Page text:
Some of Romney’s fellow Republicans are urging him to release the tax returns, mainly because of the damage that his making an issue of this is doing to his campaign.  Given that Obama has released several years of tax returns, it does make Romney look bad, especially since a beloved narrative on the right has been that Obama is a keeper of secrets. While people are generally not consistent in politics, Romney’s secrecy in this matter is not playing well even among those who are not fans of Obama. After all, it is natural to infer that if someone is keeping something secret, what is being concealed must be worse for the person than the damage done by people knowing they are keeping secrets. By keeping the returns secret, Romney invites speculation and causes people to wonder what terrible secrets he is hiding. This is, obviously enough, not a good strategy. Unless, of course, what is being concealed really is so bad that keeping it secret is preferable.

It is unlikely that the tax returns contain anything incredibly dire, such as evidence of criminal activity. While this is mere speculation, I suspect that the returns show that Romney made vast amounts of money and made use of every loophole and trick to pay as little taxes as possible. Since most people try to do the same (that is, pay as little as possible) and everyone knows Romney is rich, there must be something that the returns will show that would be damaging in some way. Speculating once again, I think that the problem might be that Romney’s tax returns would provide the Democrats with vivid ammunition against the Republican narrative that the job creators are over-taxed. After all, if Romney’s people were able to work the existing laws to keep Romney’s taxes rather low, this would enable the Democrats to point directly to Romney as evidence that the rich are underpaying rather than overpaying.

There might be other things on the tax returns, such as Swiss bank accounts, that would also provide the Democrats with considerable political ammunition to use to counter the Republican narratives about taxes, job creators and wealth. Of course, most of this would merely confirm what people already know: Romney is very rich and no doubt does all the sorts of things that rich people do that less affluent people cannot. However, the tax returns might provide such clear evidence of class disparity in America that they would actually hurt Romney’s chances. Or perhaps not. After all, people already know that Romney is exceptionally rich and upper class and he seems to be doing well despite (or perhaps because) of this.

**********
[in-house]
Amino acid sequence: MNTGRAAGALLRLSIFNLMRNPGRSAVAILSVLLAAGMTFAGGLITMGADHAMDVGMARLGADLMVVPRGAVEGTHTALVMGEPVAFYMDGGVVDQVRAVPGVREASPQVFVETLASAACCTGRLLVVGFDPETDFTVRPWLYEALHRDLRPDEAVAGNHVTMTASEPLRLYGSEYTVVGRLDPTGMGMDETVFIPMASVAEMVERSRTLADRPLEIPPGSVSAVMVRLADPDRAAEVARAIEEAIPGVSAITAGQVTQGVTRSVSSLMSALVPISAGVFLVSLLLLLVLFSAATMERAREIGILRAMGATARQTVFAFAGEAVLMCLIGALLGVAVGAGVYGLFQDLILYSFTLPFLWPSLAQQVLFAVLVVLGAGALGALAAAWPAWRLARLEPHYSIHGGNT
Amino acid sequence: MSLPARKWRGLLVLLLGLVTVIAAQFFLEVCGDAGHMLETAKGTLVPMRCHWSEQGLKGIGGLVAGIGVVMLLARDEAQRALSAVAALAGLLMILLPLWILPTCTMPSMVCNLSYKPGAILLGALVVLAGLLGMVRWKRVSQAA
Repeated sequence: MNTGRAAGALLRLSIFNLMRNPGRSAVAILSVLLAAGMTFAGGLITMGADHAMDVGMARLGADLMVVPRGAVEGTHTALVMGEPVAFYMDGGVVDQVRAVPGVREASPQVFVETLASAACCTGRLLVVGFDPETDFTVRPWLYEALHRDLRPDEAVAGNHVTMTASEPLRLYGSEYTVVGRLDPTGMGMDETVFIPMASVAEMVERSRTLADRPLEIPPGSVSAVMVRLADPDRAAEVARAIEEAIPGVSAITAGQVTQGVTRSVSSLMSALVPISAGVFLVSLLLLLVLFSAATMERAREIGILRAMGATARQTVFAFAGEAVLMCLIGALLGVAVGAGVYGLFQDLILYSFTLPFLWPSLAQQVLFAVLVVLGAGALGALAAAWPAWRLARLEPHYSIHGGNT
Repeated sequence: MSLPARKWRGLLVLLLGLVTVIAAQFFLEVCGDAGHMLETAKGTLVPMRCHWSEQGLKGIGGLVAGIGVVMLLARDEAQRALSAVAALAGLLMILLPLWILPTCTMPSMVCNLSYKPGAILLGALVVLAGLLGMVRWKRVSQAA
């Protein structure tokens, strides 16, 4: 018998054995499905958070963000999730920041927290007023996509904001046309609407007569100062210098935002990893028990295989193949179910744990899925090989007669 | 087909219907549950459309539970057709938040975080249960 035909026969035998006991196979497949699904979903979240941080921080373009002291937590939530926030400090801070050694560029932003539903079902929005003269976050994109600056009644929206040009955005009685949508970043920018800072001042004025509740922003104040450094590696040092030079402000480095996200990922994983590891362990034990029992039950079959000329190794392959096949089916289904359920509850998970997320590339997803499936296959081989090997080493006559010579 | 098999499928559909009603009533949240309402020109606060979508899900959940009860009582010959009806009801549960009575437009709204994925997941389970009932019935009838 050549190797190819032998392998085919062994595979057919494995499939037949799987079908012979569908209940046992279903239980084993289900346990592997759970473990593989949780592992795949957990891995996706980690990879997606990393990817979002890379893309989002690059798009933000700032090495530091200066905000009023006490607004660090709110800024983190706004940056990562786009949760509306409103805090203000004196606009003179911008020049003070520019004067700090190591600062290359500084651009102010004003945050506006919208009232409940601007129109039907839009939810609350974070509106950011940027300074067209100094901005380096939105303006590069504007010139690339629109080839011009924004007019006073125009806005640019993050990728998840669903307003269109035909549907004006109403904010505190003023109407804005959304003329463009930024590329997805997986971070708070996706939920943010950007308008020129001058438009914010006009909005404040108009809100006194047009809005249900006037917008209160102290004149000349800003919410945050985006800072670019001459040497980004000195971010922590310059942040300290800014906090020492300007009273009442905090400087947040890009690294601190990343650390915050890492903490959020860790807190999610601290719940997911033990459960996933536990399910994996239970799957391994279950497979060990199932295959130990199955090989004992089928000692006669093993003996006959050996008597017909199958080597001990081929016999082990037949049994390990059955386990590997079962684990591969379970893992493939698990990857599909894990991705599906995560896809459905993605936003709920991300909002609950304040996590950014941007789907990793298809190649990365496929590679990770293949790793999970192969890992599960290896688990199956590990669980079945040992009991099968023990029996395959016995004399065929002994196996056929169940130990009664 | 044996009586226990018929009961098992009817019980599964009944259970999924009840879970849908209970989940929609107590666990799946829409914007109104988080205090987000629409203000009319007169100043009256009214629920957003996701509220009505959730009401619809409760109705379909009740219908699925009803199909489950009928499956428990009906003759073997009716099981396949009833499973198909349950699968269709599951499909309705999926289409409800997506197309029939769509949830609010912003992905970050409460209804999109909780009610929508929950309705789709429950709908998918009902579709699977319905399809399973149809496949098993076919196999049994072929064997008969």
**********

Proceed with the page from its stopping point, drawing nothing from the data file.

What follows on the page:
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Tax or Penalty?

Posted in Business, Ethics, Law, Philosophy, Politics by Michael LaBossiere on July 6, 2012

Taxes (Photo credit: Tax Credits)

The United States Supreme Court ruled that the ACA is constitutional. However, there was an interesting twist in the ruling: while the administration’s main argument for the mandate was made in the context of commerce, this was rejected. Instead, the ruling noted that the ability to impose the penalty for not purchasing the insurance did legitimately fall under the right of congress to tax.

Not surprisingly, a rhetorical battle began shortly after the ruling regarding whether or not the penalty is a tax or not. The Republican’s main narrative is that the penalty is a tax and that it will be very bad indeed. The Democrat’s main narrative is that it is a penalty and that it is a necessary if not good thing. There is, of course, the question of what the truth of the matter might be.

Given the ruling, the Supreme Court’s view (or at least 5 of the 4 members) seems to be that the penalty is a tax. This is mainly because the power to impose the penalty comes under the power of congress to tax rather than being justified in regards to commerce. As such, the idea that it is a tax has a reasonable foundation. That said, it seems to be an unusual sort of tax in that it functions more like penalty-that is, one pays it for failing to do something that is required.

On the face of it, taking the penalty to be a tax is somewhat like taking a ticket for not wearing a seat belt (a common practice in the United States) to be a tax. After all, one has to pay a penalty for not following the requirement to wear a seatbelt just as one has to pay a penalty for not following the requirement to get insurance. It seems rather odd to call such penalties taxes. After all, folks generally don’t say things like “I was taxed for speeding today” or “I got taxed because I parked illegally.” In the case of penalties, they generally seem to aim at punishing people for what they did (or failed to do).